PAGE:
Civil rights history through the butler’s eyes

Robin Williams as President Eisenhower? Even those inclined to root for “The Butler” might feel their goodwill wobbling as this historical saga hits its first casting iceberg.

In fact, this ambitious film is littered with potential disasters, from its long timespan to its hot-button subject matter to its stunt casting. The wonder is that “Lee Daniels’ The Butler” — yeah, the full title is another issue — stays on course as well as it does.

If it doesn’t really transcend its TV-movie trappings, “The Butler” does hit its share of emotional targets. Even some of the showier cameos by famous actors produce effective moments.

The center of the film is held down by Oscar-winner Forest Whitaker, in a fictionalized role inspired by an actual White House butler who served presidents for more than 30 years. Whitaker’s character is called Cecil Gaines; he loses his sharecropper father at a young age and goes into a life of domestic service, moving up from hotel work to a job in the White House in the early 1950s.

As the decades tick by and various presidents wrestle with issues of civil rights in the U.S., Cecil maintains the dignified, don’t-rock-the-boat demeanor he learned from his elders. This rubs his eldest son (David Oyelowo) the wrong way, especially as the ’60s usher in a new era of protest.

Director Lee Daniels — on his best behavior here after the outrageous “Paperboy” — and screenwriter Danny Strong present those opposing arguments, with particular emphasis on not second-guessing Cecil and his practical approach to survival. Some of the domestic scenes are mildly distracting if only for the presence of Oprah Winfrey as Cecil’s wife — but it should be said that Oprah gives a nicely detailed, true-in-the-bone performance (her first big feature role since “Beloved” in 1998).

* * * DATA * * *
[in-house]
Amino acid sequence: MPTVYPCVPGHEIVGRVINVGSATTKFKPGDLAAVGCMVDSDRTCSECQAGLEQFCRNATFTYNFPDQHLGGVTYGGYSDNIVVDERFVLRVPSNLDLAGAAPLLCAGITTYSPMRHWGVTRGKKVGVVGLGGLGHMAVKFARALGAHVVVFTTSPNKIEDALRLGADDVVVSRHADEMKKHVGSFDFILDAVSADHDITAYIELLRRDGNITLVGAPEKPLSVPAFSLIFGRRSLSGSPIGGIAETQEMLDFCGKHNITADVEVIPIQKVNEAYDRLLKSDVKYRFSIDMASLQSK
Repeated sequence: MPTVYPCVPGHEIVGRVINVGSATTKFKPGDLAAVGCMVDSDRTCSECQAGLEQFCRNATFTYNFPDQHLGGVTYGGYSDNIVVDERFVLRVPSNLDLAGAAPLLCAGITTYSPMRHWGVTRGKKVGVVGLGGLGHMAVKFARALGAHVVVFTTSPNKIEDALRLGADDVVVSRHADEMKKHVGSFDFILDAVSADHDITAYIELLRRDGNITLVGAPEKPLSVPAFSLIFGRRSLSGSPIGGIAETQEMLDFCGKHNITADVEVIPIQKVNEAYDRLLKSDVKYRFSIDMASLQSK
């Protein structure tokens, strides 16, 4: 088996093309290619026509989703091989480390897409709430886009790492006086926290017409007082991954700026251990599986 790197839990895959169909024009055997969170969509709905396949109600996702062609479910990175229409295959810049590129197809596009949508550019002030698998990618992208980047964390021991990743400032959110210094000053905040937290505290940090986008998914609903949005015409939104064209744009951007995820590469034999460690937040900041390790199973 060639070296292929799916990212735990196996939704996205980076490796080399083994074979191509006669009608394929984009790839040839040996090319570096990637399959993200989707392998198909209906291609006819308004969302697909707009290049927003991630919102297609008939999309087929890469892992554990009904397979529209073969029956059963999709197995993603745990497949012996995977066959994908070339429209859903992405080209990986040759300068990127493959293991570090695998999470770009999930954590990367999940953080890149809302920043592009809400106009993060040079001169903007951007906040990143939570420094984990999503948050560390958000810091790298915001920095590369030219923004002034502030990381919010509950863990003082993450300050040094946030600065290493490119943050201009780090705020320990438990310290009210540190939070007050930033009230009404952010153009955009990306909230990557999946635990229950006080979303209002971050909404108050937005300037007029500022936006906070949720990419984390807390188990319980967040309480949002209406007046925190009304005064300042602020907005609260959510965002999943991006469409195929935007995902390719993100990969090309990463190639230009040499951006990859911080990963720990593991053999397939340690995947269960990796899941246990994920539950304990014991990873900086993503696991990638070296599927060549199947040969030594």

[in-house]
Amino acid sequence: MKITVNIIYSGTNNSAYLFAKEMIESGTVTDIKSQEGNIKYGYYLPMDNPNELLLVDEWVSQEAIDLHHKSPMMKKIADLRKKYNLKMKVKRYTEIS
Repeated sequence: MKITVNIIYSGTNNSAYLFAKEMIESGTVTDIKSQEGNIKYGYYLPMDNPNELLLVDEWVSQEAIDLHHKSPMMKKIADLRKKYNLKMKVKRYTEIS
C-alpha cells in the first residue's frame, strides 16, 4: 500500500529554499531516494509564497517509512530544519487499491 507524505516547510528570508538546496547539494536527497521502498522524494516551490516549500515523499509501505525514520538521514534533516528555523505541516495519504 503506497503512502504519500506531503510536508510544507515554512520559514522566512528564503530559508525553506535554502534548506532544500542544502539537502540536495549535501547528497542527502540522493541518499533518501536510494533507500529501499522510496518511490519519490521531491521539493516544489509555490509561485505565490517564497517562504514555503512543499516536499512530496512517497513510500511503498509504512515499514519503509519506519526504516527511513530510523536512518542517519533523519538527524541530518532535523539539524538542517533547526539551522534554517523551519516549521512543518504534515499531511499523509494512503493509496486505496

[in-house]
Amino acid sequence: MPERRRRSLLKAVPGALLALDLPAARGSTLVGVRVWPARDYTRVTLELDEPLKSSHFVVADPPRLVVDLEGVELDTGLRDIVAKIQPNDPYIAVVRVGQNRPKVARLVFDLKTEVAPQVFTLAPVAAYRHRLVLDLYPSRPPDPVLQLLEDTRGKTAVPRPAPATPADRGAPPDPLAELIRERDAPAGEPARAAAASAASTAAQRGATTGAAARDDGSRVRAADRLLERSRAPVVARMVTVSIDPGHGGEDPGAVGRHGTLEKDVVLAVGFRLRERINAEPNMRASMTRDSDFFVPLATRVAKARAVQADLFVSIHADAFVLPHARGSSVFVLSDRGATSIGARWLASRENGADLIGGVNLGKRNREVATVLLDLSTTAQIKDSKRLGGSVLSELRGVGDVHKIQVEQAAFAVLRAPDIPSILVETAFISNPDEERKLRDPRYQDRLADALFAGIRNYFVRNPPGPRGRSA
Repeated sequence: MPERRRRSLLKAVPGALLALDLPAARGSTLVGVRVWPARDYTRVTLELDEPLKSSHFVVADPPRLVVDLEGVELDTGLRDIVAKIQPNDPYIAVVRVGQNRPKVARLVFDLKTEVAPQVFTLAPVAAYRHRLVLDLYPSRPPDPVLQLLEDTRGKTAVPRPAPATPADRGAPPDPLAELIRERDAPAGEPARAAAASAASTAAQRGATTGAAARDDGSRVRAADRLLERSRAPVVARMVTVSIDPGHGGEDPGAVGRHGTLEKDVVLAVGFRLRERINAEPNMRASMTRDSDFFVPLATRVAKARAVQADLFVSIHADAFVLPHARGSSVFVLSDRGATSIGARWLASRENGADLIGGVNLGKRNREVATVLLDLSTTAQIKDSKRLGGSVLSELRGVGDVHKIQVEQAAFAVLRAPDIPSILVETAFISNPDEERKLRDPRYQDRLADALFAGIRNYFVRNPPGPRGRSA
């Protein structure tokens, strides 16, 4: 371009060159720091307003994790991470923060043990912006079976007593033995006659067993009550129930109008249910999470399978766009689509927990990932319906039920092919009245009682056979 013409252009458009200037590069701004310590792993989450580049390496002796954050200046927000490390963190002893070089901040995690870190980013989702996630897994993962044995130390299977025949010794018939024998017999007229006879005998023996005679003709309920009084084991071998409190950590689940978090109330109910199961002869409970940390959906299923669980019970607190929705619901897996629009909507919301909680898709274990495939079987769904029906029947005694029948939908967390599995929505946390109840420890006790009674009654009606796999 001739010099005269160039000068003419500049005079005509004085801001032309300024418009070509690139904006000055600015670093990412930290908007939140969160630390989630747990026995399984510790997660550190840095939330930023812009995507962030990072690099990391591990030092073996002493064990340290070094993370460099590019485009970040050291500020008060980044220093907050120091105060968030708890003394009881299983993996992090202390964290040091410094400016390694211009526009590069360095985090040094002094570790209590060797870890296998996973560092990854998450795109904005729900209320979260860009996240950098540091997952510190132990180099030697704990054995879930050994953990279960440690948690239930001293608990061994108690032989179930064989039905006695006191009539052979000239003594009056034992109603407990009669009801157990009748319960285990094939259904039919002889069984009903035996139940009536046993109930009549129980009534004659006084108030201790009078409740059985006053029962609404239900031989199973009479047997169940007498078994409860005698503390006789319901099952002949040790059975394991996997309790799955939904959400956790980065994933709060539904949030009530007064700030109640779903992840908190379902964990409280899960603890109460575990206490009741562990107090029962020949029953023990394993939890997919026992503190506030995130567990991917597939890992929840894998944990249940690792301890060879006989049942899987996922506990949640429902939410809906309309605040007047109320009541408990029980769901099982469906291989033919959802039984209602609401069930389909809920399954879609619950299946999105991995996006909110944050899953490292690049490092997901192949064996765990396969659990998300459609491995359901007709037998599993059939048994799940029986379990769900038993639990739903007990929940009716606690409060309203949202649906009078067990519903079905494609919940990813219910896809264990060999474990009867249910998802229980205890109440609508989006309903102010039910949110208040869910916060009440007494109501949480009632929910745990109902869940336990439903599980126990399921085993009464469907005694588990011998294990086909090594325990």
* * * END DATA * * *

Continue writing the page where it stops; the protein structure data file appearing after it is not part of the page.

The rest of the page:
Elsewhere, while Robin Williams is a jarring note, we get rather intriguing performances by John Cusack as Richard Nixon (especially in a well-written scene involving Vice President Nixon slinking into the White House kitchen to drum up support for his 1960 campaign) and Alan Rickman as Ronald Reagan.

Liev Schreiber stomps around as Lyndon Johnson and James Marsden lays on the toothy smile as John Kennedy.

The use of guest stars only highlights the TV-like approach to history, and somehow reminds us that we’re not watching a movie, we’re watching something that’s good for us.

The civil-rights history recounted in “The Butler” is indeed stirring, and that lesson gets through even with the bumps in the storytelling — even with Robin Williams as Ike.

“Lee Daniels’ The Butler” (2½ stars)

This sincere effort to recount U.S. civil-rights history through the character of a long-serving White House butler (Forest Whitaker) has its share of storytelling bumps, although the lesson does get through. The casting (Oprah Winfrey as the butler’s wife, John Cusack as Richard Nixon) adds to the sense of a TV series with guest stars, but eventually the generational conflict takes center stage and wins out.

Rating: PG-13, for subject matter

Showing: Alderwood Mall, Cinebarre, Everett Stadium, Monroe, Marysville, Stanwood, Sunday, Thornton Place, Woodinville, Cascade.

More in Life

Shrimp and grits, rendered healthful and Italian? We’re in.

This recipe features a sauce made with olive oil, tomatoes and herbs instead of cheese and cream.

UFO at Paine Field playground was left by an artist — not aliens

The flying saucer at community park in Everett is a cosmic attraction.

Chef James Abbott makes Buck’s peanut butter pie at Buck’s American Cafe in Everett. (Kevin Clark / The Herald)
Fur & Feathers: 4 lovable dogs need homes

Meet Lola, Sadie, Scooter and Chance

Sweet baking tips: How to rescue brown sugar that’s turned hard

Soften the rock solid stuff, then try this recipe for chocolate chunk cookies with sea salt.

Valentina Bogdanova, 74, loves working in the gardens that nearly surround the Bakerview Apartments, where she has lived for 20 years. The units are among 16 affordable and subsidized properties leased to seniors by the Everett Housing Authority. (Dan Bates / The Herald)
As real estate booms, those with fixed-incomes need help

When senior citizens get housing, they are able to ‘age in place.’

Visiting Germany’s Lutherland, birthplace of Reformation

The sights include the church where the first Protestant service took place in 1521.

Can you top ‘Hamilton’? Author Ron Chernow is about to find out

The notable writer’s latest book, published Oct. 10, is a lengthy biography on Ulysses S. Grant.

Try this tailgate snack: Sticky wings with honey and Sriracha

Forget the typical Buffalo flavor: Shake up game-day Sunday with this Asian-style chicken recipe.

Most Read